One SA Movement (OSA) leader Mmusi Maimane maintains that he has not lost steam on his journey to create a formidable political movement as he continues preparations to identify and train independent candidates in communities across the country.
Maimane made a bold move in 2019 when he decided to bow out as a member and the leader of the DA. However, unlike his colleague, former DA councillor Herman Mashaba – who is now the leader of ActionSA – Maimane took time to figure out his next political move.
He then formed the Movement for One SA (Mosa), which would later lead to the formation of OSA.
Mosa was envisaged as a platform for individuals, civil society, NGOs, religious bodies and smaller political parties, much as the United Democratic Front was in the 1980s.
Maimane claims to be inundated with requests from individuals and groups wanting to join him in building the political movement.
“It’s [easy enough] to form a political party, but if you want to change a country, you have to be willing to deal with people on the ground,” he says.
Maimane believes that dealing directly with community members is key to ensuring that they are represented by the best candidates. That is why OSA plans to work with independent candidates who have been chosen by ordinary citizens, rather than by political parties.
“One SA is a grassroots movement set up to allow our communities to elect people who come from those same communities, and who can represent them and stand as independent candidates. In working with a community, once we identify a candidate from there who can represent it, we’ll train them and help them in the election, so direct democracy can be effected,” he says. The kind of individuals who will be able to work with Maimane are those who share the same values and principles as the organisation. They need not be politicians.
“Part of the training we want to give them is teaching them about the law and campaigning because, many times, you get an independent candidate who doesn’t know how to campaign,” says Maimane.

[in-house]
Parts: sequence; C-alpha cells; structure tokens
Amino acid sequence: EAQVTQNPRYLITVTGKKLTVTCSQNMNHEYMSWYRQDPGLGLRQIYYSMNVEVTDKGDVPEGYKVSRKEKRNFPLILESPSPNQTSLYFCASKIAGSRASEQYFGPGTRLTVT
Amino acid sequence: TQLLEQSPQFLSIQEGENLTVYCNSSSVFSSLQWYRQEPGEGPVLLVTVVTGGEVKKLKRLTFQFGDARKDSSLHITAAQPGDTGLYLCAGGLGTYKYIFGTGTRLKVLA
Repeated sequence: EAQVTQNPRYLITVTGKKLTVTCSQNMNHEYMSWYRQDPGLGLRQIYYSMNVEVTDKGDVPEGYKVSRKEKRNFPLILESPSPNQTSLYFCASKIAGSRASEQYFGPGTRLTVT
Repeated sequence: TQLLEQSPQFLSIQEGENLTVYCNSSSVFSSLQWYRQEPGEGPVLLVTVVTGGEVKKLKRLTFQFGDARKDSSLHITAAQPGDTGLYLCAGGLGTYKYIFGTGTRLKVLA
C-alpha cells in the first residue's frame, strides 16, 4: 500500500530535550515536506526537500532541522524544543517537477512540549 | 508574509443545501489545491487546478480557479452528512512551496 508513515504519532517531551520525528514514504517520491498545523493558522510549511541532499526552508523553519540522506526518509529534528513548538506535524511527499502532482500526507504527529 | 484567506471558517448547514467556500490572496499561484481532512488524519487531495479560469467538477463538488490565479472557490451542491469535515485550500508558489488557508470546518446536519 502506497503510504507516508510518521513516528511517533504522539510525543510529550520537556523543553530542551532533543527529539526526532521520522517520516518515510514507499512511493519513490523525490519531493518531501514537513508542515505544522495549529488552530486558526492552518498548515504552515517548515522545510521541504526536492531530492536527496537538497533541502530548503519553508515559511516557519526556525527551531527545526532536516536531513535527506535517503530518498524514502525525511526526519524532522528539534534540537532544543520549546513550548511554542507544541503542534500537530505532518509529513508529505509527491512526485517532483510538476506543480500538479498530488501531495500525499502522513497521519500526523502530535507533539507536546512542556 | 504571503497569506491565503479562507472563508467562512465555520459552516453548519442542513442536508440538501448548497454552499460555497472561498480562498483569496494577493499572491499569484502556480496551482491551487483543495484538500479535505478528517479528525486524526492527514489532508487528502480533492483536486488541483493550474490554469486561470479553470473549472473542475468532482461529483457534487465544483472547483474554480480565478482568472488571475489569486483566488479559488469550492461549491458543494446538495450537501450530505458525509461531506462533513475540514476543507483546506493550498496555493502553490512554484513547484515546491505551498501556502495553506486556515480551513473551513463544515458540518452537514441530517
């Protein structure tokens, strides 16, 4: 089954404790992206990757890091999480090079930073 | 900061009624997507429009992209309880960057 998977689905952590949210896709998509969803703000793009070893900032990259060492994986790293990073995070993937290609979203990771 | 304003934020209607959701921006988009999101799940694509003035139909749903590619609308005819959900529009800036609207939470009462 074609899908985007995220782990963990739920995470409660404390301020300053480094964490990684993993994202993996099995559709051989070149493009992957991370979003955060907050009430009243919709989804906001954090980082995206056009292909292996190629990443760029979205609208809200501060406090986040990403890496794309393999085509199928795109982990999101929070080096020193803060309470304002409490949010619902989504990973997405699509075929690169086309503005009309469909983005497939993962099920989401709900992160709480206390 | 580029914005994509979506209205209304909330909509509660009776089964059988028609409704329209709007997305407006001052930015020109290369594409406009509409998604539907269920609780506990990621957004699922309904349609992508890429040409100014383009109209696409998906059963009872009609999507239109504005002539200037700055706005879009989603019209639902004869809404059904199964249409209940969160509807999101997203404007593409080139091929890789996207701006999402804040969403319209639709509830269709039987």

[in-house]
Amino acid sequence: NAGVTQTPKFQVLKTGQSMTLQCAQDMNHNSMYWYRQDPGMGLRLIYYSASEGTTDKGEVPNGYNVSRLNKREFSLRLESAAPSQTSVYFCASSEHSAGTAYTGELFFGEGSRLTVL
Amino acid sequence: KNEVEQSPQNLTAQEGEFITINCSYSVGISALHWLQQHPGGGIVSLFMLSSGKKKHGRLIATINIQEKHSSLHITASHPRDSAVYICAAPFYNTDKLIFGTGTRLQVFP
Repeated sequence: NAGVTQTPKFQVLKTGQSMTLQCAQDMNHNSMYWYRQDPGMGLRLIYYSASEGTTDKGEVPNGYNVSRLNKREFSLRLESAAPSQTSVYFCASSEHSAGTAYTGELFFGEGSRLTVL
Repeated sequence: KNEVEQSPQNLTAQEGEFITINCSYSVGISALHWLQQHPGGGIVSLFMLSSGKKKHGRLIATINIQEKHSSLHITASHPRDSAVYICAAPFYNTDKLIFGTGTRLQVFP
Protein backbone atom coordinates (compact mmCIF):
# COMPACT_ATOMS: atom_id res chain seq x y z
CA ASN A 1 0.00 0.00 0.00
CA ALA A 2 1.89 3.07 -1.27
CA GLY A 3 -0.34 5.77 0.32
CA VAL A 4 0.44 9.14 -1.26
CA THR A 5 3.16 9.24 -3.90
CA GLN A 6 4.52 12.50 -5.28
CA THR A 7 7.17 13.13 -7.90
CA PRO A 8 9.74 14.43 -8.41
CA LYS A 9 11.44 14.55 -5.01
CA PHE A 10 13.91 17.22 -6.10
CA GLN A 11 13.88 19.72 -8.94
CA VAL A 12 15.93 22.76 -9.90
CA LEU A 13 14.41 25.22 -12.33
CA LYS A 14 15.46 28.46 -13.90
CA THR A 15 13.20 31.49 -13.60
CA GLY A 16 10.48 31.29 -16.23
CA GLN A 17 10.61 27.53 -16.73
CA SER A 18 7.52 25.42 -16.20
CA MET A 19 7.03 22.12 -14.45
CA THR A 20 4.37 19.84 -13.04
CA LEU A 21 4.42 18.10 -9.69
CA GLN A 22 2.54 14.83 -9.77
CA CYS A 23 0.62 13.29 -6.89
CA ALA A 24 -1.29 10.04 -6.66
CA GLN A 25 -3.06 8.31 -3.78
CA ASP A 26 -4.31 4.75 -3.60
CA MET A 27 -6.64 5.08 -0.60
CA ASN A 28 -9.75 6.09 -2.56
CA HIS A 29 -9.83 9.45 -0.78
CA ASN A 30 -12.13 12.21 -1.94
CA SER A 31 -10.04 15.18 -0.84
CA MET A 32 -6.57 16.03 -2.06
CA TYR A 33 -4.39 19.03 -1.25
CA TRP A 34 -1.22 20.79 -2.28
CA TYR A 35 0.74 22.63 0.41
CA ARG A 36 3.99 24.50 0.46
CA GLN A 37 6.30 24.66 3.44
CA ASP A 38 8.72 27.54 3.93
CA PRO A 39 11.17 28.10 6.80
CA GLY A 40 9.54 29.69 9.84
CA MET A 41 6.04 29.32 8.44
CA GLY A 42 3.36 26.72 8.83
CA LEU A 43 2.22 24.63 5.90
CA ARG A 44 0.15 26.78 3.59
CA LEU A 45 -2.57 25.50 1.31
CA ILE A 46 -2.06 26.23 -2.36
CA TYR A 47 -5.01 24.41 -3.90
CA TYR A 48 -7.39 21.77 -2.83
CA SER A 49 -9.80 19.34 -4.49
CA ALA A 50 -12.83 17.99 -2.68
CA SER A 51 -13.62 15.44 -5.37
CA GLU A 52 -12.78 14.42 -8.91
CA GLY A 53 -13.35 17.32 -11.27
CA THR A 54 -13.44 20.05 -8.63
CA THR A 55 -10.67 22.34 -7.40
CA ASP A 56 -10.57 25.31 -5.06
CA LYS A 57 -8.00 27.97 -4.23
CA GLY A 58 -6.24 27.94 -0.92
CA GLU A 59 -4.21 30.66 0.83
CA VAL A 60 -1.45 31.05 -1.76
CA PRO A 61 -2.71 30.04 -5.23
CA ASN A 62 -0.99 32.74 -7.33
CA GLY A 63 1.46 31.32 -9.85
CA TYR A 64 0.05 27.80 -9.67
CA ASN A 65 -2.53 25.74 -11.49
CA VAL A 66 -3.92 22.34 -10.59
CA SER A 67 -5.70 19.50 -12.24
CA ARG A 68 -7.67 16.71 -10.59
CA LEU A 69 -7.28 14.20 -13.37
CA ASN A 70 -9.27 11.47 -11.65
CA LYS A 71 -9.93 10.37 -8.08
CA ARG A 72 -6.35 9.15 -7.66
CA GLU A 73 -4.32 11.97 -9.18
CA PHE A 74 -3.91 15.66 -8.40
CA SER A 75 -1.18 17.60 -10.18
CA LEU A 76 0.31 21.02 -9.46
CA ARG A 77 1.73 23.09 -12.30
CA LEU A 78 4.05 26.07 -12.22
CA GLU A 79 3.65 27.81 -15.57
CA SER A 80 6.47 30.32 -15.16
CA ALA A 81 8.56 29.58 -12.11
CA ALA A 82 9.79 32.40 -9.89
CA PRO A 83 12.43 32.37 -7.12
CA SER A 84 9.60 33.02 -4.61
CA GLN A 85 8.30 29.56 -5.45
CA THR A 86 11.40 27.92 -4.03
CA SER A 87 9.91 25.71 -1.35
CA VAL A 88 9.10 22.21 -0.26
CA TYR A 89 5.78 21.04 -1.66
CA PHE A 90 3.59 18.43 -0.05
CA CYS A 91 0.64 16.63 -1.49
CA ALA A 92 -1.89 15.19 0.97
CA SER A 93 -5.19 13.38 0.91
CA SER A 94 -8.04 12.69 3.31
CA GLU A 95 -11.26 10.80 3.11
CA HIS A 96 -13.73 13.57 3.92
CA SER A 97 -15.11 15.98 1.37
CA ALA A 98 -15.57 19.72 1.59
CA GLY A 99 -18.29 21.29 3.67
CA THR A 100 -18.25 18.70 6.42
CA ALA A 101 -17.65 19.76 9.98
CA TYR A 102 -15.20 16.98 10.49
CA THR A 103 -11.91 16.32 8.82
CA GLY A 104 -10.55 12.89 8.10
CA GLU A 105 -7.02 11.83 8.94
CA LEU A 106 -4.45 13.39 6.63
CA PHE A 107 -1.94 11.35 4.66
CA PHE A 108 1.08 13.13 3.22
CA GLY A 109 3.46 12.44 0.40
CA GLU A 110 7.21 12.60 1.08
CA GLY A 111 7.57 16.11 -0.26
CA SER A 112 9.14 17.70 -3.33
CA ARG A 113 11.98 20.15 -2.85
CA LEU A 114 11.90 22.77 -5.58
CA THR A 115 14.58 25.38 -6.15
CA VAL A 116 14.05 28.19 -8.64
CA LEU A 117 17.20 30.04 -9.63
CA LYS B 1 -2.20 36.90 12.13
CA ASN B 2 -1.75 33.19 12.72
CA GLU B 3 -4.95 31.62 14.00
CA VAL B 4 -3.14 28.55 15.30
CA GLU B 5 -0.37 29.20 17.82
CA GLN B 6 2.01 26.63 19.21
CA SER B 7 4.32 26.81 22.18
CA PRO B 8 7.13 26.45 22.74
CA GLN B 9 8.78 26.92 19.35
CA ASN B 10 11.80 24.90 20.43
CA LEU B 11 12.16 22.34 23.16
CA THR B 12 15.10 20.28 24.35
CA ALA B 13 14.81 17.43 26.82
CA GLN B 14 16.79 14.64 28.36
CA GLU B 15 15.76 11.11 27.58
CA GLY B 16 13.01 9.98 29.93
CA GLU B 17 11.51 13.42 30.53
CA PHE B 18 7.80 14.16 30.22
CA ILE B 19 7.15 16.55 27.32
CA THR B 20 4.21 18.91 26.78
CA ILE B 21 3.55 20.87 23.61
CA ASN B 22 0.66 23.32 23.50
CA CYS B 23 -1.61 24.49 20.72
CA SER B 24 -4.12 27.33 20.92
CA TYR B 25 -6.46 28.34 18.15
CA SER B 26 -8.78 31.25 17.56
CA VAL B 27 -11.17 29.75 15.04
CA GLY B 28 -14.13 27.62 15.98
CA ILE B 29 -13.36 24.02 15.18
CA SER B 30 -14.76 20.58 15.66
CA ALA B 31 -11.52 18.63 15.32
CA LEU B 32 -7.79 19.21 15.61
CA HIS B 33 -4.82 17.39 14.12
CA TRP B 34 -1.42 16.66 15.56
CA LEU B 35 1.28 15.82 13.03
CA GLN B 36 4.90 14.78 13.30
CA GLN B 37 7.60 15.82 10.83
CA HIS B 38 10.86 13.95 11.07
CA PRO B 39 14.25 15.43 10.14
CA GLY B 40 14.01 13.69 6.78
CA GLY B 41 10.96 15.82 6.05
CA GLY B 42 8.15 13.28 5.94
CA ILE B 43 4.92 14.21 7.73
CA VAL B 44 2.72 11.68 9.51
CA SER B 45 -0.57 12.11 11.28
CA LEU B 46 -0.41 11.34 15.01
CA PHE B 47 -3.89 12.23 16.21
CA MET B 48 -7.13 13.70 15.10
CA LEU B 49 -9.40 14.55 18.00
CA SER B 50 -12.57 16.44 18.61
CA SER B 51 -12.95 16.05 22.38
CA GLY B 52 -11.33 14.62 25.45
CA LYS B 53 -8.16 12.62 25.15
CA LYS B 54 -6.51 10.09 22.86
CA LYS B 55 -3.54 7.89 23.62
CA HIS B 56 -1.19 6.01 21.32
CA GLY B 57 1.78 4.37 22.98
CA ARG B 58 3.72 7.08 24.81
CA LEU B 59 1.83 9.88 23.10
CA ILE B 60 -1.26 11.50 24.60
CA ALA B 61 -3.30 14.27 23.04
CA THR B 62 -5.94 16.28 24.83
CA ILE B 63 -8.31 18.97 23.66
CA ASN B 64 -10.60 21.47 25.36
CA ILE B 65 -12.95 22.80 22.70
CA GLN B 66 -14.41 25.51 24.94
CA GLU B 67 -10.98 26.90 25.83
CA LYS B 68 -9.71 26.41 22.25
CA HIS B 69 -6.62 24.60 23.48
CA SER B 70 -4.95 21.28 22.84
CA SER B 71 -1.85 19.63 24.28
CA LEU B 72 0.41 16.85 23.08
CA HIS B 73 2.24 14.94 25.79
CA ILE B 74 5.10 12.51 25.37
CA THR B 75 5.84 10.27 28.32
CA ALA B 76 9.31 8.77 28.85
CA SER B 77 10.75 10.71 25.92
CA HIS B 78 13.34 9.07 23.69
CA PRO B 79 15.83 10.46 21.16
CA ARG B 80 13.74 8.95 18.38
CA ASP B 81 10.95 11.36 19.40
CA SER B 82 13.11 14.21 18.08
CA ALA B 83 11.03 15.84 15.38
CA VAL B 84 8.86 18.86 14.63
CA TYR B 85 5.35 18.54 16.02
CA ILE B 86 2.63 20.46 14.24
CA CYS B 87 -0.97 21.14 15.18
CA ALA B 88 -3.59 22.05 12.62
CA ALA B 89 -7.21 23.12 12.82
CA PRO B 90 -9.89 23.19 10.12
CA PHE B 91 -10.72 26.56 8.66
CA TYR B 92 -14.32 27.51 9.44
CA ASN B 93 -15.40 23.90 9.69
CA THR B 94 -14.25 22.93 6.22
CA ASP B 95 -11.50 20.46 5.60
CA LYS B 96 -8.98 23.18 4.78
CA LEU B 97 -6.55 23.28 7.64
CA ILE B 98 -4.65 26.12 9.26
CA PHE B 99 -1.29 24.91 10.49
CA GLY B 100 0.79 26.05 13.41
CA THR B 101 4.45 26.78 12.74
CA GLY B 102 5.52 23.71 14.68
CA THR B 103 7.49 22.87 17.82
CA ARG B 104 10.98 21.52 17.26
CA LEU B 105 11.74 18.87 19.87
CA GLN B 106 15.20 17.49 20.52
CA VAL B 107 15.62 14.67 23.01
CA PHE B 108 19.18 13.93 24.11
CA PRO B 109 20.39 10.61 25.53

OSA candidates will be expected to participate in the upcoming local elections, which Maimane believes should go ahead despite the Covid-19 health emergency.
“It’s illegal to delay elections. The Constitution states that a term in office lasts for five years. Communities are frustrated with political parties, so if you want them to go and set the streets on fire, do that [delay elections],” he says.
He notes that several countries have gone ahead with elections in this period, and South Africa should be no exception.
“In America, at the height of the Covid-19 second wave, more than 150 million people cast their votes. South Africa has a much smaller population than that. Malawi held its elections last year and Uganda held its elections this year. It would be unconstitutional and illegal to say that, in the name of Covid-19, our elections should be postponed to 2024.”
The EFF and the ANC, however, have been on the same page regarding the local government elections, which both parties want to be put on the back burner.
EFF leader Julius Malema says voting would be risky, as elections can be regarded as superspreaders of the virus.
Meanwhile, ActionSA has also questioned the call made by the EFF and the ANC, saying a postponement of the elections would generate a constitutional crisis for municipal governments, forcing them to operate “without the mandate they require from South Africans”.
The local elections are set to take place between August and November, as the term of office of South Africa’s councils comes to an end during that period.
Maimane says his decision not to start a conventional political party was based on a number of factors, including the way candidates are elected.
“There are many political parties in this country and the majority of the people don’t bother showing up to vote because they’re not inspired by the list of available options. We don’t need political parties because, at the end of the day, what they do is elect their people and then place them in the community. So the community members don’t really have a say about who [they are]. The consequence is that, if the candidate doesn’t work for the people, you end up in a situation where there’s no accountability,” he says.